Ontario Chapter

Resolution

Press the button to Download the Resolution format supporting the recognition of the legal personality and rights of the Magtogoek / Saint Lawrence River

Rights of Nature :
what are we referring to ?

is the basis for the Rights of Nature movement.

This philosophy is inspired by Indigenous traditions.

It recognizes the intrinsic value and dignity of Nature: there should be a right that protects the existence of various species and ecosystems.

Ecocentrism also considers humans as part of Nature. When seen as such, Nature is not merely a resource to be exploited, but rather a living environment to be protected.

The rights of Nature movement aims to make Nature a subject of law, similar to human beings and corporations.

Why give
the St. Lawrence River
legal personhood?

Despite various legislative reforms and important court decisions, the state of the St. Lawrence River is deteriorating. It is urgent to act! A new legal framework is required!
If the river is granted legal personality, this recognition would bestow it with various rights, such as the rights to protection, respect of its natural cycles, and restoration
It would also allow the River and its tributaries to have specific rights recognized and to be represented by selected Guardians who would:
Increased responsibility of the actors and users of water. Alliance between law, ancestral knowledge and science.
Representation of the River by various Guardians (ancestral and legal) who will enforce its rights. Organize governance to avoid conflicts of interest.
Use the watershed model with capacity to act and extend the model to the tributaries of the River.
Avoid building in flood-prone areas. Avoid damage to the population during the spring flood cycle.
Preventive approach advocating the protection of species’ habitats.
Protect the habitat of all species without waiting for a species to become endangered or threatened.
Allow a holistic vision of the river considering the freshwater-marine, downstream-upstream part.
Ensure a safe water supply. Promote access to safe swimming.
Integrate indigenous perspectives. Make the River suitable for recreational boating (equitable access).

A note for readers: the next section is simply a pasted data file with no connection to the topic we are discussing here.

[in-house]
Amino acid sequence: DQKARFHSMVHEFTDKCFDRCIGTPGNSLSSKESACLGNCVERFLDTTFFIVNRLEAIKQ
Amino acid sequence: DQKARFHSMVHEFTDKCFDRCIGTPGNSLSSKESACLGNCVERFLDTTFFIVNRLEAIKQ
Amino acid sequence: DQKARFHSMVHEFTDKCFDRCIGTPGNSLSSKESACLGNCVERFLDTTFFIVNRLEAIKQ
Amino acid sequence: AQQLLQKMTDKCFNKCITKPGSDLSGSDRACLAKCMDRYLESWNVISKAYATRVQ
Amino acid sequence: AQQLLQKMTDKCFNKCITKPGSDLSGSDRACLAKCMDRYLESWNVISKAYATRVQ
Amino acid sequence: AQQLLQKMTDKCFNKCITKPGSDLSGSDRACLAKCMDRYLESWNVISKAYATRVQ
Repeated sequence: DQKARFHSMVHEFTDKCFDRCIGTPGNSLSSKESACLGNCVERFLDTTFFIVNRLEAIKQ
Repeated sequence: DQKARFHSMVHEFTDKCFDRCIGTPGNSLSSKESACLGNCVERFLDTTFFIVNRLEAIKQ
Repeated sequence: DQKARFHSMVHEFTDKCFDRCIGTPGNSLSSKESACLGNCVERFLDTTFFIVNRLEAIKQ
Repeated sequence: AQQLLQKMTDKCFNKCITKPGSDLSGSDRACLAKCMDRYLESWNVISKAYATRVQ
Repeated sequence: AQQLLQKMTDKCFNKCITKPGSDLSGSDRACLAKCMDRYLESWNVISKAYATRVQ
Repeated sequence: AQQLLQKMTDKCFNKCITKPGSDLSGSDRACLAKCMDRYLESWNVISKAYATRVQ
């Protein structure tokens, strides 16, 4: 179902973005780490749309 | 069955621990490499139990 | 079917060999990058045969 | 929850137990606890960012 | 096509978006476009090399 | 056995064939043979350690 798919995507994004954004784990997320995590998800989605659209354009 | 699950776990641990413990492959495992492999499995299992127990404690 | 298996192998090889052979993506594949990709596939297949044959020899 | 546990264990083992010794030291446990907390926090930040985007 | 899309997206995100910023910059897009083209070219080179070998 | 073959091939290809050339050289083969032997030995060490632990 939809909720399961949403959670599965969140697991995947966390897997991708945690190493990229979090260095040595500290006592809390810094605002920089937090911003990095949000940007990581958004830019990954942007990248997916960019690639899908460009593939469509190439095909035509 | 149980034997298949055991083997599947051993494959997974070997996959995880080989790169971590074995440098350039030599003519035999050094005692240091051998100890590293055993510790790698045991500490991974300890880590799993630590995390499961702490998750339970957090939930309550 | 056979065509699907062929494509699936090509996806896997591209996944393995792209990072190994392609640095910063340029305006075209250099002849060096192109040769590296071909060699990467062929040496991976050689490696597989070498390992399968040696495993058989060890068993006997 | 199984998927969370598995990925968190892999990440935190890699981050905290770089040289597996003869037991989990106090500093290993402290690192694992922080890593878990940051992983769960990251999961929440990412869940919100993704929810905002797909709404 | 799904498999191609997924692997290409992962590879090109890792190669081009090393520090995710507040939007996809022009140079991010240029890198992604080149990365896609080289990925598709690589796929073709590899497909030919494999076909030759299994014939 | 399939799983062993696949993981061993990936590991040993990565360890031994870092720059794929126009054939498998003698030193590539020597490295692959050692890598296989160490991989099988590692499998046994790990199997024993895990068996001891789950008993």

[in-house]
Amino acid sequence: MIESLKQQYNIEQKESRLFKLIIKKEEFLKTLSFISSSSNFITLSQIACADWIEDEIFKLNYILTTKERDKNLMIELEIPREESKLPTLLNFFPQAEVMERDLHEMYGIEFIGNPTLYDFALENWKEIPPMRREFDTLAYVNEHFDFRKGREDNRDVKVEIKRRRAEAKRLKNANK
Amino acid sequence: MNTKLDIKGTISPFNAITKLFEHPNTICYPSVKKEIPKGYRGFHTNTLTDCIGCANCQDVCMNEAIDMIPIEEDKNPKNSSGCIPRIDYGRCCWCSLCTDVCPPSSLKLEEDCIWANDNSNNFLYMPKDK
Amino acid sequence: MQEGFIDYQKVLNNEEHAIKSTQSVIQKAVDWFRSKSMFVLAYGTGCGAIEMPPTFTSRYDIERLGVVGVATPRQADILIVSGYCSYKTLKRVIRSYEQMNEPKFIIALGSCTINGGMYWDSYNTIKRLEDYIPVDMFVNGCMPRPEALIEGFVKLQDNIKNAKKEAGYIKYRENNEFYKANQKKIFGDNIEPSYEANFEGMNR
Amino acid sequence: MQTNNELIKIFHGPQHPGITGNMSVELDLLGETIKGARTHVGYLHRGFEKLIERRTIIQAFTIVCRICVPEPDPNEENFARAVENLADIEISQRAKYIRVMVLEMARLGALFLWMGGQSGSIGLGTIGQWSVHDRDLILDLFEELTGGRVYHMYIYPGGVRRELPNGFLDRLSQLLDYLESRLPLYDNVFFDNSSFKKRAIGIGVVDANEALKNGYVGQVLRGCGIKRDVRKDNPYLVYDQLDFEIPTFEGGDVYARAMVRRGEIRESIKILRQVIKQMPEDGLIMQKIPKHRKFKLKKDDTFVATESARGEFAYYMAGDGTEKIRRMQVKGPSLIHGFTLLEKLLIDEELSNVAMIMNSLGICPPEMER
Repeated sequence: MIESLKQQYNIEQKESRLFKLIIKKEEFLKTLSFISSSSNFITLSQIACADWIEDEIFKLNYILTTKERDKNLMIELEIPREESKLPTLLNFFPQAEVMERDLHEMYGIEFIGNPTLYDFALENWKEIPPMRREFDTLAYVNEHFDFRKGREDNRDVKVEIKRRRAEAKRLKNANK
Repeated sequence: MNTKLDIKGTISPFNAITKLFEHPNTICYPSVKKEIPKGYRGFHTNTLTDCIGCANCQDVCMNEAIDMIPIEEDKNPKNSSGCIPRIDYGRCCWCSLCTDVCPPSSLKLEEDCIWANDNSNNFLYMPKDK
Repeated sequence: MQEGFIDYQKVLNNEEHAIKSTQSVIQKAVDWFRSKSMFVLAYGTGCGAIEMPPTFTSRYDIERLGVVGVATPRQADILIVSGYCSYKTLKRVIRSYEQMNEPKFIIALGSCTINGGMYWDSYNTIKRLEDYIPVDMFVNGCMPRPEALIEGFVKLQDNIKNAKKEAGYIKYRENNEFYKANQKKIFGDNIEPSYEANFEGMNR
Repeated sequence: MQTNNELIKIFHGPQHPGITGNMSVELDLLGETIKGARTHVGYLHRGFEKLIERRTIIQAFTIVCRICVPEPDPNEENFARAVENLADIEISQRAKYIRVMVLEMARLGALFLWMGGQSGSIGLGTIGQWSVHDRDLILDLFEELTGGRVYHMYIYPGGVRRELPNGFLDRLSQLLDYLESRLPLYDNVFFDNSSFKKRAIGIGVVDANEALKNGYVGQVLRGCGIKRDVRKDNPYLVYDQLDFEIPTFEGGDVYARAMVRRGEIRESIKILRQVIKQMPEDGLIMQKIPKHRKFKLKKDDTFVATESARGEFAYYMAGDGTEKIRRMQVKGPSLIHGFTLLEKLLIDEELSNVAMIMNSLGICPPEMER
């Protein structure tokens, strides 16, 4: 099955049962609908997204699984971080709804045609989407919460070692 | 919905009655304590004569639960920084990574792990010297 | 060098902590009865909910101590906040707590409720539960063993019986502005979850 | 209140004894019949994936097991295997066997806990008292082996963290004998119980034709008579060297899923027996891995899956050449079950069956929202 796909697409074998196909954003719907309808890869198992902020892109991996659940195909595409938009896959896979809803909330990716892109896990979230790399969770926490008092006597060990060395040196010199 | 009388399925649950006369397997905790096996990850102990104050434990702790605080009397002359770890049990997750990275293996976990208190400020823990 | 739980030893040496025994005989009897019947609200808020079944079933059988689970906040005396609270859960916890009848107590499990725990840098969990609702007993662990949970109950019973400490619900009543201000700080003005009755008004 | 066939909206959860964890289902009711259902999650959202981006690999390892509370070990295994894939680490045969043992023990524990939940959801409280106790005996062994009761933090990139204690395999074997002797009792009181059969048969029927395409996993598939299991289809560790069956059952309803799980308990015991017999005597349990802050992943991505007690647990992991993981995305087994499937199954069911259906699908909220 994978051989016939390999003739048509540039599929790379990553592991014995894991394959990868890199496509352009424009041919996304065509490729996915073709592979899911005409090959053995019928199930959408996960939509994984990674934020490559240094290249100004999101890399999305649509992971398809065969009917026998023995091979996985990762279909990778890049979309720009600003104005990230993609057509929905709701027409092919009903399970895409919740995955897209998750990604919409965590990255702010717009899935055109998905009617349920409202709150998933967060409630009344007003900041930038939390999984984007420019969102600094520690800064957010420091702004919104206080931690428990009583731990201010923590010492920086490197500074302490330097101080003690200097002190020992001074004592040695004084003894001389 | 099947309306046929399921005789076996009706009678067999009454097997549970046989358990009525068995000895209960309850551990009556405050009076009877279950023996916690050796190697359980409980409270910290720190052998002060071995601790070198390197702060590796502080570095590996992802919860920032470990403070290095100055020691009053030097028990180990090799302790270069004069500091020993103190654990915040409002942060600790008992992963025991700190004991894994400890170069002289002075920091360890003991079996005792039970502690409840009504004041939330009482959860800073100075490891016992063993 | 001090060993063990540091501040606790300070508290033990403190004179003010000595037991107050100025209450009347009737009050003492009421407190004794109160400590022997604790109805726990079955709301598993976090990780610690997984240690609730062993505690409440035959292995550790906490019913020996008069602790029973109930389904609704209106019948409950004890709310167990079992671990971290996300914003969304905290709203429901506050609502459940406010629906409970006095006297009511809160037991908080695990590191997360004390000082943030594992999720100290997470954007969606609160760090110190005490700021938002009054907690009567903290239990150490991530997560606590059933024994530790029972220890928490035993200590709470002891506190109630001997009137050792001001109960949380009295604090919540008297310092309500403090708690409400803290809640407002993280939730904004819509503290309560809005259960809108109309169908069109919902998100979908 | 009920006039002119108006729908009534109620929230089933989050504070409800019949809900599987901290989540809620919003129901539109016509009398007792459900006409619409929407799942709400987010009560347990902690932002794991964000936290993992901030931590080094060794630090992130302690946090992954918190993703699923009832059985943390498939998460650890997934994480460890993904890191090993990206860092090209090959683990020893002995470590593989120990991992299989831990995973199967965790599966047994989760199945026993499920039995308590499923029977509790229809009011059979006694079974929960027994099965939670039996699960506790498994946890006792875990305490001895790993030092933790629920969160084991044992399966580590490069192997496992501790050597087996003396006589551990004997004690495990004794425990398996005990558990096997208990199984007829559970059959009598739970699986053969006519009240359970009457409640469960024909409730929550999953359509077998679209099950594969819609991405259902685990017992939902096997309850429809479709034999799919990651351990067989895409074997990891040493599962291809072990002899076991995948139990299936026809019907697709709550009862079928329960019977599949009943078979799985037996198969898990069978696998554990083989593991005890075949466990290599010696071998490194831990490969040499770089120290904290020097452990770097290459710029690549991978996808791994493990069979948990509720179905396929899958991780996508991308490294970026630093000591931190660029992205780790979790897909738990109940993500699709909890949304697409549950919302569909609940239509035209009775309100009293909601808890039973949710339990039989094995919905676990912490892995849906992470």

River blue sky vertical view

Some international
recognitions

From rivers and national parks to broader concepts like Mother Earth, these legal milestones represent a profound reimagining of our relationship with the natural world, signaling a step towards more holistic and ecologically sensitive governance models.

Click the points to expand them.

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Some international
recognitions

From rivers and national parks to broader concepts like Mother Earth, these legal milestones represent a profound reimagining of our relationship with the natural world, signaling a step towards more holistic and ecologically sensitive governance models.
Map International Recognitions

Ecuador
In 2008, Ecuador incorporated the recognition of the rights of Nature in its Constitution.

Bolivia
In 2010, Bolivia passed a law on the rights of Mother Earth.

Colombia
In 2017, the Constitutional Court of Colombia declared the Atrato River a subject of law.

New Zeland
In 2017, New Zealand recognized the Whanganui River and the Te AwaTupua National Park as legal entities.

India
In 2020, the court declared both the Ganges and the Yamuna River as legal persons.

Bangladesh
In 2019, the court declared all the rivers of Bangladesh as a living entity with rights.

Canada
On February 17, 2021, the Conseil Innu d’Ekuanitshit and the Municipalité Régionale de Comté (MRC) de la Minganie recognized the legal personality of the Magpie River.
On April 19, 2023, the Assembly of First Nations Quebec-Labrador recognized the legal personality of the St. Lawrence River.

Timeline

Launch of the Ontario Chapter

Drafting of our article on the rights of Nature in Canada

Seeking government support and funding for collaboration and consultation